Matt Ray, Regional Manager, Customer Architect APJ, ChefWatch Session » Session Description »
HashiCorp’s Terraform is a popular open-source Infrastructure as Code tool that allows us to quickly provision and manage infrastructure across the cloud. There are a wide variety of complementary integrations between Chef Infra, Habitat, and InSpec with Terraform that enhance the ease of managing infrastructure, applications, and compliance. This talk will dive into what’s available and provide live demos of the Terraform integrations working together as we discuss how these complementary technologies achieve the goals of Infrastructure as Code.
Graham DavisonWatch Session » Session Description »
This talk will follow a five-year journey with Chef Infra. We will start with its introduction to an existing on-premise infrastructure and scaling as the environment grew. As we scaled, we extended some of the Chef command-line tools to ease deployment.
Next, we will explore the successful and less successful approaches to moving into a hybrid cloud infrastructure in AWS. We built AMIs using Packer and Chef Infra, but ended up with forked cookbook implementations for on-premise and cloud environments.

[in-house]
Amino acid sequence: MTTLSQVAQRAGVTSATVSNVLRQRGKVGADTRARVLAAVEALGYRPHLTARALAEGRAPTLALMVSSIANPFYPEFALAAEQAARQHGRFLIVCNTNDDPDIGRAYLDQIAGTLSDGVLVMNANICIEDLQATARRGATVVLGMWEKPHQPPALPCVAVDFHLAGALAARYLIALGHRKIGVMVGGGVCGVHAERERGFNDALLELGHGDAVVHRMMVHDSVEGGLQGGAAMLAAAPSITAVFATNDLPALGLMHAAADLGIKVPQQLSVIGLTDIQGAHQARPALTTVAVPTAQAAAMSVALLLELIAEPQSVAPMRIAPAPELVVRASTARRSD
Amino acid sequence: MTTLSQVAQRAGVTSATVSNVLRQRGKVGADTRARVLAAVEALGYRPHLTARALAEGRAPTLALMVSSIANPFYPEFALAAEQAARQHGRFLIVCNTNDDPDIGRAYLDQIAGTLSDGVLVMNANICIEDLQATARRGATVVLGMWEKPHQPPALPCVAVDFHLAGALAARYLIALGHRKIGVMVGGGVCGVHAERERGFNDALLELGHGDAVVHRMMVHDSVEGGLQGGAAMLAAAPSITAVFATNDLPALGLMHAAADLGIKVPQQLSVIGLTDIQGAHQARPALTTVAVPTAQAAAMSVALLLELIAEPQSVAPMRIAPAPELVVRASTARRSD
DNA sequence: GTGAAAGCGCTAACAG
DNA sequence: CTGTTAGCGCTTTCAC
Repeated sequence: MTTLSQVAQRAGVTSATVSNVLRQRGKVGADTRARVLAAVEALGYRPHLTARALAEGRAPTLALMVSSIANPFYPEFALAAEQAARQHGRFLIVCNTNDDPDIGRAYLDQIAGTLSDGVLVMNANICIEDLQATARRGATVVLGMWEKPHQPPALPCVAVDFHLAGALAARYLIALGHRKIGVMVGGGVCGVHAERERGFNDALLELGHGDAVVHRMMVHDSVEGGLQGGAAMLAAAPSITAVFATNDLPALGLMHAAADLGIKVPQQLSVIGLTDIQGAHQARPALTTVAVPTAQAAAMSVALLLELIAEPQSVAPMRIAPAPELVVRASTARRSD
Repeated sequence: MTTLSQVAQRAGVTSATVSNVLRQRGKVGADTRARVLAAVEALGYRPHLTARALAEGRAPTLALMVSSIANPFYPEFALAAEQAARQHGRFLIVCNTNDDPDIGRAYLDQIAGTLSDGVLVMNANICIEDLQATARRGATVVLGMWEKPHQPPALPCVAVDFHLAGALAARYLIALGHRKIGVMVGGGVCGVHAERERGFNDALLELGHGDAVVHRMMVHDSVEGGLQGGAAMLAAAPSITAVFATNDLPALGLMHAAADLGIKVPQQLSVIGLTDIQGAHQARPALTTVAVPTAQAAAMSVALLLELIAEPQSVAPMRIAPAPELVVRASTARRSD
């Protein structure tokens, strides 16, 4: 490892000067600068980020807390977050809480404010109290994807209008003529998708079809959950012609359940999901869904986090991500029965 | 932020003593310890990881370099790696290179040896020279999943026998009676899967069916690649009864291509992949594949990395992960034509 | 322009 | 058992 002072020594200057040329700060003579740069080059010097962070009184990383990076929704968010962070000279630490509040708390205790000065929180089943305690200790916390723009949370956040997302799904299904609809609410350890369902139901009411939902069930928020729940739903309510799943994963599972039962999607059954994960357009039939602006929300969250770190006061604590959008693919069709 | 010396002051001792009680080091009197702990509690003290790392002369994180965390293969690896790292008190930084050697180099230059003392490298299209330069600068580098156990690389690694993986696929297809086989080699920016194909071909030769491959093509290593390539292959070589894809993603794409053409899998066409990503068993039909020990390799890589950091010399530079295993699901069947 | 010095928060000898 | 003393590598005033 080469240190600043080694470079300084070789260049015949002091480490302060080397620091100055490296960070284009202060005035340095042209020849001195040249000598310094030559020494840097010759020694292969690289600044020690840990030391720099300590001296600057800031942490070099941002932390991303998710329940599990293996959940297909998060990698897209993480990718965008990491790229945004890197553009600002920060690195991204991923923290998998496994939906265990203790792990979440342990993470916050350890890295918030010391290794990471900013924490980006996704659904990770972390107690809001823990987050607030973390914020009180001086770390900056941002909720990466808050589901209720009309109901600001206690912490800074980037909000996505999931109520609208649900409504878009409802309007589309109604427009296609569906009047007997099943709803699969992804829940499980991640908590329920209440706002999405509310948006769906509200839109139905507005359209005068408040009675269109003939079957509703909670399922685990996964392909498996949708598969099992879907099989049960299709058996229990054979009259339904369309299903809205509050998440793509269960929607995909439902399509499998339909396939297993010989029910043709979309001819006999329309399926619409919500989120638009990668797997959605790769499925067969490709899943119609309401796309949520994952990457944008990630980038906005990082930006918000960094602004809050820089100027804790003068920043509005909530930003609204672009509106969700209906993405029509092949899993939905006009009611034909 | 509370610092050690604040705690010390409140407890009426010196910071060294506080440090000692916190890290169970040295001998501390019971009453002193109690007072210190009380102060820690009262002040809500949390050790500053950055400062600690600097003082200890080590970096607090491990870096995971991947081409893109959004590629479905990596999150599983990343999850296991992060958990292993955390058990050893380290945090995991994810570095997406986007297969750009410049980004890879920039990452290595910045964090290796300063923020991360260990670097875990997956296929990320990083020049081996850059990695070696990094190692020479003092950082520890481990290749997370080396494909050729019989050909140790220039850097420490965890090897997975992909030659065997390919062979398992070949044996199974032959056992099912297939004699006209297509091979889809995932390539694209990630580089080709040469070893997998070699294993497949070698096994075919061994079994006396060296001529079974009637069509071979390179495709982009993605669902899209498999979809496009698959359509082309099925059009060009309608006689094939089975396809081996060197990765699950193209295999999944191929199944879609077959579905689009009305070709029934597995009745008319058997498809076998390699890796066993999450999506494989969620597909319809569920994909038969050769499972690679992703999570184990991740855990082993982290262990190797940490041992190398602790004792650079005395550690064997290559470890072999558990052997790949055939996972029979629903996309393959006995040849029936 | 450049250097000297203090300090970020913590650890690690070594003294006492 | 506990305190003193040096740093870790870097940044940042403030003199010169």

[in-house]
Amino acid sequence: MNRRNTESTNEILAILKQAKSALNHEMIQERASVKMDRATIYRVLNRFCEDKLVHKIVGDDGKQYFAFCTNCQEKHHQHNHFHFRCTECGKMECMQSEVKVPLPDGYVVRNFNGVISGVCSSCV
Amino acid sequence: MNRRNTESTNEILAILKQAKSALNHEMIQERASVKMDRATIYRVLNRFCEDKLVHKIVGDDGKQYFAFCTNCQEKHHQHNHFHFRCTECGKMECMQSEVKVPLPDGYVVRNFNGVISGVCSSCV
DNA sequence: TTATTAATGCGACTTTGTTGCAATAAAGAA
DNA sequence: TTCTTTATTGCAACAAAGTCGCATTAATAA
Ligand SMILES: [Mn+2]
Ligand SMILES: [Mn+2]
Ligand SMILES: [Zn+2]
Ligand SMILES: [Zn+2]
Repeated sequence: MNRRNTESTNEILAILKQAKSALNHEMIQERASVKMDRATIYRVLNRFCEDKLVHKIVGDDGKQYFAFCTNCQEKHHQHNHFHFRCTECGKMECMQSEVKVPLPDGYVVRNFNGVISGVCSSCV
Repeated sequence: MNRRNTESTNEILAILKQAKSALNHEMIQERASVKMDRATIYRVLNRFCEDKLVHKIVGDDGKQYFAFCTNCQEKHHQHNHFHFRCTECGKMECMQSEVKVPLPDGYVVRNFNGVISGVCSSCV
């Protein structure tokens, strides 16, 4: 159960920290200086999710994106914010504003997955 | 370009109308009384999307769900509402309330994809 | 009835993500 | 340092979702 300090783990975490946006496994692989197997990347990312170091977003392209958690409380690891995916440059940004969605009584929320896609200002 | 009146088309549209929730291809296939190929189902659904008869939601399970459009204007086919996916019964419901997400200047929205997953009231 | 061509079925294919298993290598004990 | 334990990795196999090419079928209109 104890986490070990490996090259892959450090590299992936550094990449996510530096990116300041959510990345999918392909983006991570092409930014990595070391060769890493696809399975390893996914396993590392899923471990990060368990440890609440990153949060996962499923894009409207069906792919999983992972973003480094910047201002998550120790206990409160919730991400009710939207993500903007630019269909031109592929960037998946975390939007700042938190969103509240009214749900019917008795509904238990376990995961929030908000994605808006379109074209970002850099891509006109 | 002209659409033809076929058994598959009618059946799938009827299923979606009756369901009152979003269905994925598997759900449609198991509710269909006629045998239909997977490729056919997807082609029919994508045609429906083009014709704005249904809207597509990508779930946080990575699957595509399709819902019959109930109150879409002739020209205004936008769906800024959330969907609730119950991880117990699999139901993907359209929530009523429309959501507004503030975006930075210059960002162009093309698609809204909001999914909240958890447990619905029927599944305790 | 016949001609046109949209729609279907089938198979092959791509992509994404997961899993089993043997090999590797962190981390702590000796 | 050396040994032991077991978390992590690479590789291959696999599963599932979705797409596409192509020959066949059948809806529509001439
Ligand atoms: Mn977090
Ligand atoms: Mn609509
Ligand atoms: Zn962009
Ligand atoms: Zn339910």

Finally, we will explore a cloud-centric deployment integrating AWS features with Chef Infra and Chef InSpec, and adopting Policyfiles.
Arthur Maltson, Distinguished Engineer, Capital OneWatch Session » Session Description »
Test Driven Development is a popular concept in Software Development, leading to higher quality code that’s easier to maintain. Automated testing is normally a foreign concept in the Operations/DevOps world, but as you ssh into your servers to make that quick fix or run your updated script (fingers crossed), you might be wondering if there’s a better way. A way that gives you the confidence in your script and lets you test those scripts in isolation. There is a better way! Test Driven Infrastructure (TDI) is now possible. I know, it sounds crazy.
At this session you’ll learn the how, and more importantly the why, of TDI. You’ll see how Chef can be tested with Test Kitchen and Chef InSpec. You’ll also learn how to improve your feedback cycle with Docker, and using the Docker approach on a CI server. There’s even a live demo!
Finally, the Ops world collides with the Dev world in true DevOps testing bliss.